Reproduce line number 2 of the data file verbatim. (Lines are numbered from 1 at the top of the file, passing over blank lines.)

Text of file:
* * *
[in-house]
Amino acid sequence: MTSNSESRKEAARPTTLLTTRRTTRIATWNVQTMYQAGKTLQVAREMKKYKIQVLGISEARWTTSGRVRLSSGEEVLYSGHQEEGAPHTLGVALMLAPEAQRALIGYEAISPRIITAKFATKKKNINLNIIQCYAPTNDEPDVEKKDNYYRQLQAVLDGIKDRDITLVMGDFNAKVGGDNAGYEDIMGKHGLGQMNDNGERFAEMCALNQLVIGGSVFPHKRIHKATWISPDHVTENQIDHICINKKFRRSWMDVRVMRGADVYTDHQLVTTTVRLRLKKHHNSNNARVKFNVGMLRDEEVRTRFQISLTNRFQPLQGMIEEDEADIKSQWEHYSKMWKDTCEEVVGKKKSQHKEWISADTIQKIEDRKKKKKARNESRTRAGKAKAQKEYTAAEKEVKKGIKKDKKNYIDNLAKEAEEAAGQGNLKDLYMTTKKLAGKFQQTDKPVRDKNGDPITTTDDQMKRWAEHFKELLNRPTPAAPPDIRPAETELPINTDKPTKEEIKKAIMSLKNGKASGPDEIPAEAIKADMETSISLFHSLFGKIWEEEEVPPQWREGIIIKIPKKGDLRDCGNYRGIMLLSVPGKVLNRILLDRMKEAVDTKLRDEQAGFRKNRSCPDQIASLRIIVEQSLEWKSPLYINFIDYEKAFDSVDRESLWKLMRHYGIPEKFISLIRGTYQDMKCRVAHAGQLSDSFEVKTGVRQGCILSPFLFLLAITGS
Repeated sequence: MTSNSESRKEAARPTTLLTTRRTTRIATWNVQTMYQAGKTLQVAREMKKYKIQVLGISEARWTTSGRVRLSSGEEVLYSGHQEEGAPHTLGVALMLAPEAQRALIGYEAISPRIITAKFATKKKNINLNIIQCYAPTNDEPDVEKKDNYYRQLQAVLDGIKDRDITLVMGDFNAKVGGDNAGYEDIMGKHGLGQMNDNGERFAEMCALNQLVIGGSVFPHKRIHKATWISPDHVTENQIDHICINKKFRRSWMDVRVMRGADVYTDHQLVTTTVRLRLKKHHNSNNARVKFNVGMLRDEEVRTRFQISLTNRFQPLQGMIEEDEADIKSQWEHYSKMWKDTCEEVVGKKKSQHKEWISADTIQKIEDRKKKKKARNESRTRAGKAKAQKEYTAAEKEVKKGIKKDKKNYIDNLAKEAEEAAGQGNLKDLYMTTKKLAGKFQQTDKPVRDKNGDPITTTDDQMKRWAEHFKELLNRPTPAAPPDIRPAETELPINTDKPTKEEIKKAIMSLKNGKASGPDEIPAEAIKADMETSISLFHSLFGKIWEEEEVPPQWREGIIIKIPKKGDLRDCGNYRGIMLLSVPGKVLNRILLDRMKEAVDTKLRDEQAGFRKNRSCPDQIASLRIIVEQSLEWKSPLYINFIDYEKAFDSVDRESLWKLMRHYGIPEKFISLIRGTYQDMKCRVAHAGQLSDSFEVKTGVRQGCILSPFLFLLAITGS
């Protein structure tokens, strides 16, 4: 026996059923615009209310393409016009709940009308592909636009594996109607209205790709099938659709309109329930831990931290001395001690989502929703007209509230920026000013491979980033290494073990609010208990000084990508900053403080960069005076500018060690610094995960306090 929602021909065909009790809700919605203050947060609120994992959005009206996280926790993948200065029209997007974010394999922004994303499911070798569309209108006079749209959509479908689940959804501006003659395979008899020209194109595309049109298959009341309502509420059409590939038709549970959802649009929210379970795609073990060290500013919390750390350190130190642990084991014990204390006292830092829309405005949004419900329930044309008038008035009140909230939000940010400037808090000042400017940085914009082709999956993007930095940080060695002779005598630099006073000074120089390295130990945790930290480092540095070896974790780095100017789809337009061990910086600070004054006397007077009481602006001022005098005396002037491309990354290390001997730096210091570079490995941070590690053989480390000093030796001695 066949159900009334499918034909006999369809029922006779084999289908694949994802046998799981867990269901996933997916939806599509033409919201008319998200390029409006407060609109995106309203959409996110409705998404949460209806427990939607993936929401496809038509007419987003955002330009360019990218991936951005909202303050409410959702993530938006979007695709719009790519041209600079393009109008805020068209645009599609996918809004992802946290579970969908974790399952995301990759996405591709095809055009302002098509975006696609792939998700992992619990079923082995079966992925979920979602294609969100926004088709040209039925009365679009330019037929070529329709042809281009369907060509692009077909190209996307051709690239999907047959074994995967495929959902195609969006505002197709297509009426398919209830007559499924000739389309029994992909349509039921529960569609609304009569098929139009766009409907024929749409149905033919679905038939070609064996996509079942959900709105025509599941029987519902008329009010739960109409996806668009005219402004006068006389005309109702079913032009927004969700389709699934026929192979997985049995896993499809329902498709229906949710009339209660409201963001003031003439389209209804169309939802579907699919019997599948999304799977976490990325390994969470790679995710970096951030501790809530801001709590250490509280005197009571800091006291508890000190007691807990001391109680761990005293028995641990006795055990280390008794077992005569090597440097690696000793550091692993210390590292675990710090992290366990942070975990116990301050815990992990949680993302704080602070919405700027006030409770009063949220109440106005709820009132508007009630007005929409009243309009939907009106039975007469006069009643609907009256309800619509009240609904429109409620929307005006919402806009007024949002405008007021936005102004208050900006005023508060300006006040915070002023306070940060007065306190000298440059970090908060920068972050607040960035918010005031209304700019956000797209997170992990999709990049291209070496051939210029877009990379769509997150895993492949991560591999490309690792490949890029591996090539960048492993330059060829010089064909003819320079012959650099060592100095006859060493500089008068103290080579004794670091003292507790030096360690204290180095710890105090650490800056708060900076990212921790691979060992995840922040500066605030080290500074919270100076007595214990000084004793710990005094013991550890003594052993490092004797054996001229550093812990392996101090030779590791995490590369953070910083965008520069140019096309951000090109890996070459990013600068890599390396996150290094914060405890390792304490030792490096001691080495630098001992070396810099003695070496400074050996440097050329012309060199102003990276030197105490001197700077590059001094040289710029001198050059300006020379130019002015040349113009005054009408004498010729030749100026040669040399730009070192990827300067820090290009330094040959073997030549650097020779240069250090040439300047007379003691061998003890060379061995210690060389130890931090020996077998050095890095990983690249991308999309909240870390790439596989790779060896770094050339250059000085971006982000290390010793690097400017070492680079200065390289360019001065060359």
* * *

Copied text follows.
Amino acid sequence: MTSNSESRKEAARPTTLLTTRRTTRIATWNVQTMYQAGKTLQVAREMKKYKIQVLGISEARWTTSGRVRLSSGEEVLYSGHQEEGAPHTLGVALMLAPEAQRALIGYEAISPRIITAKFATKKKNINLNIIQCYAPTNDEPDVEKKDNYYRQLQAVLDGIKDRDITLVMGDFNAKVGGDNAGYEDIMGKHGLGQMNDNGERFAEMCALNQLVIGGSVFPHKRIHKATWISPDHVTENQIDHICINKKFRRSWMDVRVMRGADVYTDHQLVTTTVRLRLKKHHNSNNARVKFNVGMLRDEEVRTRFQISLTNRFQPLQGMIEEDEADIKSQWEHYSKMWKDTCEEVVGKKKSQHKEWISADTIQKIEDRKKKKKARNESRTRAGKAKAQKEYTAAEKEVKKGIKKDKKNYIDNLAKEAEEAAGQGNLKDLYMTTKKLAGKFQQTDKPVRDKNGDPITTTDDQMKRWAEHFKELLNRPTPAAPPDIRPAETELPINTDKPTKEEIKKAIMSLKNGKASGPDEIPAEAIKADMETSISLFHSLFGKIWEEEEVPPQWREGIIIKIPKKGDLRDCGNYRGIMLLSVPGKVLNRILLDRMKEAVDTKLRDEQAGFRKNRSCPDQIASLRIIVEQSLEWKSPLYINFIDYEKAFDSVDRESLWKLMRHYGIPEKFISLIRGTYQDMKCRVAHAGQLSDSFEVKTGVRQGCILSPFLFLLAITGS